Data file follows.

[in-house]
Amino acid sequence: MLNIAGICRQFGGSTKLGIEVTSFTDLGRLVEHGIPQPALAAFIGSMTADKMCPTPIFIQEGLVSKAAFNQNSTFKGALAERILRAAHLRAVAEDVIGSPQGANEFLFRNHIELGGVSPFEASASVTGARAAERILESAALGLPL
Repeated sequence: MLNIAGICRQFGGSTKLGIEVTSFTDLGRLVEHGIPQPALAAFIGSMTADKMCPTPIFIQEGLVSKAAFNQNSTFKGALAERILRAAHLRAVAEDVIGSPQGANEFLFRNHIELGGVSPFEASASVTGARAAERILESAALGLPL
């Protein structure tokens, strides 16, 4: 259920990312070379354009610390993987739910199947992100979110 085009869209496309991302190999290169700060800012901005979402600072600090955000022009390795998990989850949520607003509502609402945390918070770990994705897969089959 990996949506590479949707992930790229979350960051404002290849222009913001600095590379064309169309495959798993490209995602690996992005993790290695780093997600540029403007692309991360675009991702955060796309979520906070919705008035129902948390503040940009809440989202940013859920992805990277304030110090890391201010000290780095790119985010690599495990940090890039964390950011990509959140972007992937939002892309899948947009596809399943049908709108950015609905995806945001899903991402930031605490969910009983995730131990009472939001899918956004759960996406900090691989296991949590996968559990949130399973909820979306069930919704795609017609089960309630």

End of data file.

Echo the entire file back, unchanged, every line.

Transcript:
[in-house]
Amino acid sequence: MLNIAGICRQFGGSTKLGIEVTSFTDLGRLVEHGIPQPALAAFIGSMTADKMCPTPIFIQEGLVSKAAFNQNSTFKGALAERILRAAHLRAVAEDVIGSPQGANEFLFRNHIELGGVSPFEASASVTGARAAERILESAALGLPL
Repeated sequence: MLNIAGICRQFGGSTKLGIEVTSFTDLGRLVEHGIPQPALAAFIGSMTADKMCPTPIFIQEGLVSKAAFNQNSTFKGALAERILRAAHLRAVAEDVIGSPQGANEFLFRNHIELGGVSPFEASASVTGARAAERILESAALGLPL
């Protein structure tokens, strides 16, 4: 259920990312070379354009610390993987739910199947992100979110 085009869209496309991302190999290169700060800012901005979402600072600090955000022009390795998990989850949520607003509502609402945390918070770990994705897969089959 990996949506590479949707992930790229979350960051404002290849222009913001600095590379064309169309495959798993490209995602690996992005993790290695780093997600540029403007692309991360675009991702955060796309979520906070919705008035129902948390503040940009809440989202940013859920992805990277304030110090890391201010000290780095790119985010690599495990940090890039964390950011990509959140972007992937939002892309899948947009596809399943049908709108950015609905995806945001899903991402930031605490969910009983995730131990009472939001899918956004759960996406900090691989296991949590996968559990949130399973909820979306069930919704795609017609089960309630």